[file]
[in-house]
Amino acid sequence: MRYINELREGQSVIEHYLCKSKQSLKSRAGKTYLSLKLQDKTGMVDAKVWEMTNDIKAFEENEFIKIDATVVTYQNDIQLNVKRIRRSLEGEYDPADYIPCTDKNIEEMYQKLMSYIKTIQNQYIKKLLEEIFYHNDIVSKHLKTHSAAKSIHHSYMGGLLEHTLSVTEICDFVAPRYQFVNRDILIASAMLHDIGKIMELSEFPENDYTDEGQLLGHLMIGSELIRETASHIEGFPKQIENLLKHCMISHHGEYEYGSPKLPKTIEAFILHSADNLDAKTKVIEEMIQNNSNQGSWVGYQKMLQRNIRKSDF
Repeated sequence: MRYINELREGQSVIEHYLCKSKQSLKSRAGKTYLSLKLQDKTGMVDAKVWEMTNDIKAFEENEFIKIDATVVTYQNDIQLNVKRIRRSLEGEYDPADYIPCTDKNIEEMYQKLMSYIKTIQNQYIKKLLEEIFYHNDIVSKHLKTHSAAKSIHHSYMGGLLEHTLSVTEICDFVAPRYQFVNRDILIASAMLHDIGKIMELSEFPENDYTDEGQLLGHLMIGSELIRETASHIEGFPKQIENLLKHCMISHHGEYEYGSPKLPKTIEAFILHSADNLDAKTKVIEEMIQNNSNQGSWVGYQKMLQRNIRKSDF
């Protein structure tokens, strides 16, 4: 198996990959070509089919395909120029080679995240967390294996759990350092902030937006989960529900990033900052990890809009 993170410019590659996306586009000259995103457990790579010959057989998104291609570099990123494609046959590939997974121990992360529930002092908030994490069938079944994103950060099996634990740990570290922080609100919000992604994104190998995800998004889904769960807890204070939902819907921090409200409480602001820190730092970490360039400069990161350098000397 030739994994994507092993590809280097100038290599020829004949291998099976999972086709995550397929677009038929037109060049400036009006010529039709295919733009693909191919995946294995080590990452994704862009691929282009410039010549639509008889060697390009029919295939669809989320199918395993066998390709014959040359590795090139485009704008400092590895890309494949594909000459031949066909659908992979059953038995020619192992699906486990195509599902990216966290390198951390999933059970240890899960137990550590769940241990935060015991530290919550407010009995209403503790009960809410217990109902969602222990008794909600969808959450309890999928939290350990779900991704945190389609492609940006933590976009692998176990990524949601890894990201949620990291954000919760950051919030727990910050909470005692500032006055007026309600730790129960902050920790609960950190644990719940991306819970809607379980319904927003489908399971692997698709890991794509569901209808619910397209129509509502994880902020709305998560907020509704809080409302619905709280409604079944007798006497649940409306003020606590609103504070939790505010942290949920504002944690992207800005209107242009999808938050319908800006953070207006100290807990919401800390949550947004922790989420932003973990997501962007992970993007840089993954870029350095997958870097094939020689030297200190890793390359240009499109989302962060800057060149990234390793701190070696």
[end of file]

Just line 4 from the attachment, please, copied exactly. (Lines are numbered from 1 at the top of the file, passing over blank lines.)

């Protein structure tokens, strides 16, 4: 198996990959070509089919395909120029080679995240967390294996759990350092902030937006989960529900990033900052990890809009 993170410019590659996306586009000259995103457990790579010959057989998104291609570099990123494609046959590939997974121990992360529930002092908030994490069938079944994103950060099996634990740990570290922080609100919000992604994104190998995800998004889904769960807890204070939902819907921090409200409480602001820190730092970490360039400069990161350098000397 030739994994994507092993590809280097100038290599020829004949291998099976999972086709995550397929677009038929037109060049400036009006010529039709295919733009693909191919995946294995080590990452994704862009691929282009410039010549639509008889060697390009029919295939669809989320199918395993066998390709014959040359590795090139485009704008400092590895890309494949594909000459031949066909659908992979059953038995020619192992699906486990195509599902990216966290390198951390999933059970240890899960137990550590769940241990935060015991530290919550407010009995209403503790009960809410217990109902969602222990008794909600969808959450309890999928939290350990779900991704945190389609492609940006933590976009692998176990990524949601890894990201949620990291954000919760950051919030727990910050909470005692500032006055007026309600730790129960902050920790609960950190644990719940991306819970809607379980319904927003489908399971692997698709890991794509569901209808619910397209129509509502994880902020709305998560907020509704809080409302619905709280409604079944007798006497649940409306003020606590609103504070939790505010942290949920504002944690992207800005209107242009999808938050319908800006953070207006100290807990919401800390949550947004922790989420932003973990997501962007992970993007840089993954870029350095997958870097094939020689030297200190890793390359240009499109989302962060800057060149990234390793701190070696």